SAVED! Renovation as a House Museum

This is a selection from CELEBRATING 150 YEARS OF HISTORY AT OCTAGON HOUSE: 1861–2011 by Janis M. Horne. The article originally appeared in the Spring 2011 edition of The Argonaut, Vol 22. No.1.  The Argonaut is the Journal of the San Francisco Museum and Historical Society, San Francisco, CA icon-pdfSee PDF of Complete Article.


Fortunately, two factors combined to save the historic home. First, after having been recently informed by the DeYoung Museum that it could no longer house the Colonial Dames’ collection of colonial and federal antiques, the NSCDA-CA was looking for a historic house to serve as both a museum and its state headquarters. Second, two of the society’s members, the Misses Edith and Lucy Allyne, lived across Gough Street from the Octagon House and graciously agreed to donate a portion of their property to its rescue.

The Allyne sisters are pictured on either side of Mrs. Lindley H. Miller. Courtesy of Octagon House archives.

The Allyne sisters are pictured on either side of Mrs. Lindley H. Miller. Courtesy of Octagon House archives.

So, in 1952, after some negotiations, PG&E sold the Octagon House to the NSCDA-CA for $1 plus the cost of moving it. Having saved the house, the Colonial Dames were faced with the even more challenging task of renovating it. The society turned for assistance to retired architect Warren Charles Perry, the former Chairman and Dean of the School of Architecture at the University of California at Berkeley. In one of the last projects of his life, Perry oversaw the relocation and renovation of the residence. His unique design successfully preserved the spirit of the old house while adapting it for new uses.34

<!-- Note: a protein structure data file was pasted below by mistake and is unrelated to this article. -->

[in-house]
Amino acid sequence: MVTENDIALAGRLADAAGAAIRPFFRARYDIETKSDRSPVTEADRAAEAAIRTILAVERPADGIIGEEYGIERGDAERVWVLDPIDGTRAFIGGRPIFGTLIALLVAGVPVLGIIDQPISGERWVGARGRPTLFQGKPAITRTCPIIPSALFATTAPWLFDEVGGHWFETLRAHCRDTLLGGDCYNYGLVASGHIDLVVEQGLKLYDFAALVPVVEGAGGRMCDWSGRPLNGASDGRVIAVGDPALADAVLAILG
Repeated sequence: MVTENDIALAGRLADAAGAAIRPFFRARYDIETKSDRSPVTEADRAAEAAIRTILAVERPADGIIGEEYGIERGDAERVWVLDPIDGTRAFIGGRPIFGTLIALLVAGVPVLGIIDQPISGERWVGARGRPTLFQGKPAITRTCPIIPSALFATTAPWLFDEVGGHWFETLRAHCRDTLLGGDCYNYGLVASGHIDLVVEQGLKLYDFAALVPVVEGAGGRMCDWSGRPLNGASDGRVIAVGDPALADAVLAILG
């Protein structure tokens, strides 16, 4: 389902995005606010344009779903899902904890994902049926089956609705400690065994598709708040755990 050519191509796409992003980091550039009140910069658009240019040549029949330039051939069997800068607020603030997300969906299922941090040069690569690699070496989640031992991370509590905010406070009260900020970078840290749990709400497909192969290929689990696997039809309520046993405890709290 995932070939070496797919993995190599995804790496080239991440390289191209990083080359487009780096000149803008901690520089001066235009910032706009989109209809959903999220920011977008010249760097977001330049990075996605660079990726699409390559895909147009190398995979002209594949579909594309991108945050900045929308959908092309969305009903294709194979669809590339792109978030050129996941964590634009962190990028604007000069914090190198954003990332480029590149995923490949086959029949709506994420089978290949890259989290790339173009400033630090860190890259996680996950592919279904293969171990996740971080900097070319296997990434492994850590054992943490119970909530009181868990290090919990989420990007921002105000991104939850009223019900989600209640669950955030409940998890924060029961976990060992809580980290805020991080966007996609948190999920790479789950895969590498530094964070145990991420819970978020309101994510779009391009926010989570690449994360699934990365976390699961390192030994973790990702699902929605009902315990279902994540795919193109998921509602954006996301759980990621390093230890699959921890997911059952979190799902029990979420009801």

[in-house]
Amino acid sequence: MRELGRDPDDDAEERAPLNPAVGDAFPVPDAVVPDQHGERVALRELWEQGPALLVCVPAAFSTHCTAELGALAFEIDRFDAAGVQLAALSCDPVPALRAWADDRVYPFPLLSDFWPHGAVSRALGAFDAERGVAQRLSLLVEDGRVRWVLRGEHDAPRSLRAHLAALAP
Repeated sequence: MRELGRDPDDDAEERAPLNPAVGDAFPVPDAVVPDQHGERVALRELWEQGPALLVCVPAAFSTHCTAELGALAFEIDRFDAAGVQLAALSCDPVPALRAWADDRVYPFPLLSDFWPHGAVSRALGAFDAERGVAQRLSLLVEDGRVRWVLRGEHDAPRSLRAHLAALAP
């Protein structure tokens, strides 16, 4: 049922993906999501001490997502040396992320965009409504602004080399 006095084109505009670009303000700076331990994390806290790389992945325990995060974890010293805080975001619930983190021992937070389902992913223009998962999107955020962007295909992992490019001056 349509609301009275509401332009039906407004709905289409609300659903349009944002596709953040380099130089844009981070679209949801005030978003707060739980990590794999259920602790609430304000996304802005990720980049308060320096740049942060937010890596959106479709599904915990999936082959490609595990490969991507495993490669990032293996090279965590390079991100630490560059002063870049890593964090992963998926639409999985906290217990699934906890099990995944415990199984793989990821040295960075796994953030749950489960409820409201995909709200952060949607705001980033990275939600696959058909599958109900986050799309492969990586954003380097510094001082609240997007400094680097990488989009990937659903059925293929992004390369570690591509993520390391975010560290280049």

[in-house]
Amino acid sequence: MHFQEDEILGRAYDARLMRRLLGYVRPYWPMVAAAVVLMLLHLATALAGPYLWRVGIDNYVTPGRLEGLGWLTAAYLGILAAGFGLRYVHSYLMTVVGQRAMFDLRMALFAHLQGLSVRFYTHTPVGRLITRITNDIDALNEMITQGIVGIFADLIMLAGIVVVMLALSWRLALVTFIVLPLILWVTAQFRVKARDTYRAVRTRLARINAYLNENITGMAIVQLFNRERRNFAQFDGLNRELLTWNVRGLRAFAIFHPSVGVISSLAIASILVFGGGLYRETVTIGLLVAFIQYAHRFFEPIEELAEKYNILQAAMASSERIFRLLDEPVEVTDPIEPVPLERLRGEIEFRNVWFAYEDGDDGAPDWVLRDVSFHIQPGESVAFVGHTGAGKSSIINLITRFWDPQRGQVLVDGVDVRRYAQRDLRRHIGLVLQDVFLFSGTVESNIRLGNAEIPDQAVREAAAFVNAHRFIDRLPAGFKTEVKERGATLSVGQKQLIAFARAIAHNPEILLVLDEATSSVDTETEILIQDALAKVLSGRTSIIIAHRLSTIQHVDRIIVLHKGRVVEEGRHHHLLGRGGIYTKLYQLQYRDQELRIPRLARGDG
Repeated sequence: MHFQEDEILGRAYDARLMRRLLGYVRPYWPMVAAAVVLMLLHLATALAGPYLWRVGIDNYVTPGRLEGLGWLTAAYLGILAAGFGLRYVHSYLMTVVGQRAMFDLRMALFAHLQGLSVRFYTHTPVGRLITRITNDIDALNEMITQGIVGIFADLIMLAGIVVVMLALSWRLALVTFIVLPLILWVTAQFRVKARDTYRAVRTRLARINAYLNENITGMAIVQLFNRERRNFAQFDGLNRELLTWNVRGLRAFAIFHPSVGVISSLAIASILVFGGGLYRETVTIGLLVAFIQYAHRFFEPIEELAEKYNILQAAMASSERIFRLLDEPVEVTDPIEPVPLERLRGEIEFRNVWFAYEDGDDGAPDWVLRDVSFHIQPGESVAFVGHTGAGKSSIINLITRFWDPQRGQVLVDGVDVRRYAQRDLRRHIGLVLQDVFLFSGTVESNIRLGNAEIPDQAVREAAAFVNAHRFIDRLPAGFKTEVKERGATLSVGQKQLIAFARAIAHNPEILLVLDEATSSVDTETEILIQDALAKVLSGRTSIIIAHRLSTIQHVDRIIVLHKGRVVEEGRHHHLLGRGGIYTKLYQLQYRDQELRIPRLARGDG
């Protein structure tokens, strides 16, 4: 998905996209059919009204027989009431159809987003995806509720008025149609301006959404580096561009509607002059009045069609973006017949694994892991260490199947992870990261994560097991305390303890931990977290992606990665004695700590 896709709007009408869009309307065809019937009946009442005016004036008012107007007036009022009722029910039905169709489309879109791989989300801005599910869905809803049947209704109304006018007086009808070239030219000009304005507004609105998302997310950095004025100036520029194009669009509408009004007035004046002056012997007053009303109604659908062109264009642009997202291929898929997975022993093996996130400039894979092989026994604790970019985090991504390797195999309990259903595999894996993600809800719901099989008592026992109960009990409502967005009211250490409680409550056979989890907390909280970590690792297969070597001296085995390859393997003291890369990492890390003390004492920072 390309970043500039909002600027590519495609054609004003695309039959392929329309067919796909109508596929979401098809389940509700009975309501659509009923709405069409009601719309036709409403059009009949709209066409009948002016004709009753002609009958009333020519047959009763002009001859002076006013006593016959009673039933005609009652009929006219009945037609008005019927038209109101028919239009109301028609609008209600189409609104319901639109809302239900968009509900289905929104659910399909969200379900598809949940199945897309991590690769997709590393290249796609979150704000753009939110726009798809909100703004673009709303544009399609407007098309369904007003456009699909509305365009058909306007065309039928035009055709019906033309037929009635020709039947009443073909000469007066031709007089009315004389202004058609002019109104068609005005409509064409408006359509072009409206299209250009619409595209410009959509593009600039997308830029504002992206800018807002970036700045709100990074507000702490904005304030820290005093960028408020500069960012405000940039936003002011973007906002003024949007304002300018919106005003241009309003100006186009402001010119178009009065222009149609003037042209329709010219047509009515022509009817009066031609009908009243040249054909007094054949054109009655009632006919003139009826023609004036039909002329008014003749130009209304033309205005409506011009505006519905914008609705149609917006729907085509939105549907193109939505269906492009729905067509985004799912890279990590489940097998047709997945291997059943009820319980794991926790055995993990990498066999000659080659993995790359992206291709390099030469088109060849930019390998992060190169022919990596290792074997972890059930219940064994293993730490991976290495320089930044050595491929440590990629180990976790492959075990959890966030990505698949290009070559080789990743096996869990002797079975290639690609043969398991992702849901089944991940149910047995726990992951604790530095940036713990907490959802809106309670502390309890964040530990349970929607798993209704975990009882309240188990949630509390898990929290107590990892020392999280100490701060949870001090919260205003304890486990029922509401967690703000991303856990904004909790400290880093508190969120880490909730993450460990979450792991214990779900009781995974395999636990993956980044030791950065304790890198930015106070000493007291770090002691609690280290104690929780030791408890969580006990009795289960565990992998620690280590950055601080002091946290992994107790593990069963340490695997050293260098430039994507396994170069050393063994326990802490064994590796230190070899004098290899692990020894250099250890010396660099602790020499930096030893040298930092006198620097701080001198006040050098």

The Octagon House was moved from the east to the west side of Gough Street to the plot of land donated by the Allyne sisters. The home was rotated before being placed on its new site; the original porch was also removed and a new porch was  added. The greatest  number of changes occurred on the ground floor, which needed to accommodate large numbers of museum visitors as well as NSCDA-CA events. Perry removed the central staircase and interior walls separating the four main rooms to create one large room in the shape of a Maltese cross. He built a new staircase at the rear of that room and installed four corner cupboards for display purposes. A one-story addition to one triangular corner created a small but usable kitchen. The windows were reconfigured and other changes were made to make the house more functional. Upstairs, much more of the architectural integrity was retained, including three original rooms and triangular corner spaces.35


The Octagon House being moved from one side of Gough Street to the other. Courtesy of Octagon House archives.


The McElroys’ Octagon House. Photograph by. Jack E. Boucher, October 2, 1960. Courtesy of the Library of Congress.

Thanks to  Janis M. Horne and San Francisco Museum and Historical Society.

About the Author

Janis M. Horne is California Museum Properties Chairman and Co-Chair of the Octagon House 150th Anniversary Committee for the NSCDA-CA. She is also a Senior Vice President at Bailard, Inc., an investment management firm. This is her first publication.

34. David Parry, “Architects’ Profiles: Pacific Heights Architects #8- Warren C. Perry” internet article, ry.
35. Docent Manual, pp. 27-28
36. Docent Manual., p. 28, Appendix D.
37. Docent Manual, pp. 25, 29.
38. Nancy Perrin Weston, Mrs. Vanderlynn Stow, and Elinaor Fisk. A History of The National Society of The Colonial Dames of America in California, 1895-2003, published by NSCDA-CA in 2004, p. 101.